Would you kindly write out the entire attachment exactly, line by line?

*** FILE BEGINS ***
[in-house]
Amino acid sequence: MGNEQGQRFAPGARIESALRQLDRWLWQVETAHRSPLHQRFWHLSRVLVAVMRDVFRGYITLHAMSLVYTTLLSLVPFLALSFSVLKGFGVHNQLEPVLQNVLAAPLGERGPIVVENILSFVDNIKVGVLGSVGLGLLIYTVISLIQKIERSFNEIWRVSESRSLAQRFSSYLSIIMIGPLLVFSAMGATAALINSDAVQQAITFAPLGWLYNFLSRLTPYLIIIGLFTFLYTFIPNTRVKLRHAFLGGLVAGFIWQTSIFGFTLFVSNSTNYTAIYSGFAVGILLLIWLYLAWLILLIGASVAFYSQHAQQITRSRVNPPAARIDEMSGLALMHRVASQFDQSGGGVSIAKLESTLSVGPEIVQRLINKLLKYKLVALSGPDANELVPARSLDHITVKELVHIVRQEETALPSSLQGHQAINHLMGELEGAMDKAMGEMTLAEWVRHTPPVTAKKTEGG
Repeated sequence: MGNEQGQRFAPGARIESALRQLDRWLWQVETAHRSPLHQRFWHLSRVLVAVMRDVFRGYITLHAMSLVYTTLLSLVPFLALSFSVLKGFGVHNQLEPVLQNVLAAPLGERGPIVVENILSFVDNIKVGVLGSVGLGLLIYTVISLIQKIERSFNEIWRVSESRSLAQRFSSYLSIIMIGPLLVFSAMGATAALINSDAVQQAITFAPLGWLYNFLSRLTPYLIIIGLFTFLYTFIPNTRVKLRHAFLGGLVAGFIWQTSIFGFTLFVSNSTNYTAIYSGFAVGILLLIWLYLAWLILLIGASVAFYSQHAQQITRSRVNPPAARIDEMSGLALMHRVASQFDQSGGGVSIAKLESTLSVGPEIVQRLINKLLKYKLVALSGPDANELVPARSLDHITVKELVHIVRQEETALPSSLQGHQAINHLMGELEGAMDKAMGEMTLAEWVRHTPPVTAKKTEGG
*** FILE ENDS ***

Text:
[in-house]
Amino acid sequence: MGNEQGQRFAPGARIESALRQLDRWLWQVETAHRSPLHQRFWHLSRVLVAVMRDVFRGYITLHAMSLVYTTLLSLVPFLALSFSVLKGFGVHNQLEPVLQNVLAAPLGERGPIVVENILSFVDNIKVGVLGSVGLGLLIYTVISLIQKIERSFNEIWRVSESRSLAQRFSSYLSIIMIGPLLVFSAMGATAALINSDAVQQAITFAPLGWLYNFLSRLTPYLIIIGLFTFLYTFIPNTRVKLRHAFLGGLVAGFIWQTSIFGFTLFVSNSTNYTAIYSGFAVGILLLIWLYLAWLILLIGASVAFYSQHAQQITRSRVNPPAARIDEMSGLALMHRVASQFDQSGGGVSIAKLESTLSVGPEIVQRLINKLLKYKLVALSGPDANELVPARSLDHITVKELVHIVRQEETALPSSLQGHQAINHLMGELEGAMDKAMGEMTLAEWVRHTPPVTAKKTEGG
Repeated sequence: MGNEQGQRFAPGARIESALRQLDRWLWQVETAHRSPLHQRFWHLSRVLVAVMRDVFRGYITLHAMSLVYTTLLSLVPFLALSFSVLKGFGVHNQLEPVLQNVLAAPLGERGPIVVENILSFVDNIKVGVLGSVGLGLLIYTVISLIQKIERSFNEIWRVSESRSLAQRFSSYLSIIMIGPLLVFSAMGATAALINSDAVQQAITFAPLGWLYNFLSRLTPYLIIIGLFTFLYTFIPNTRVKLRHAFLGGLVAGFIWQTSIFGFTLFVSNSTNYTAIYSGFAVGILLLIWLYLAWLILLIGASVAFYSQHAQQITRSRVNPPAARIDEMSGLALMHRVASQFDQSGGGVSIAKLESTLSVGPEIVQRLINKLLKYKLVALSGPDANELVPARSLDHITVKELVHIVRQEETALPSSLQGHQAINHLMGELEGAMDKAMGEMTLAEWVRHTPPVTAKKTEGG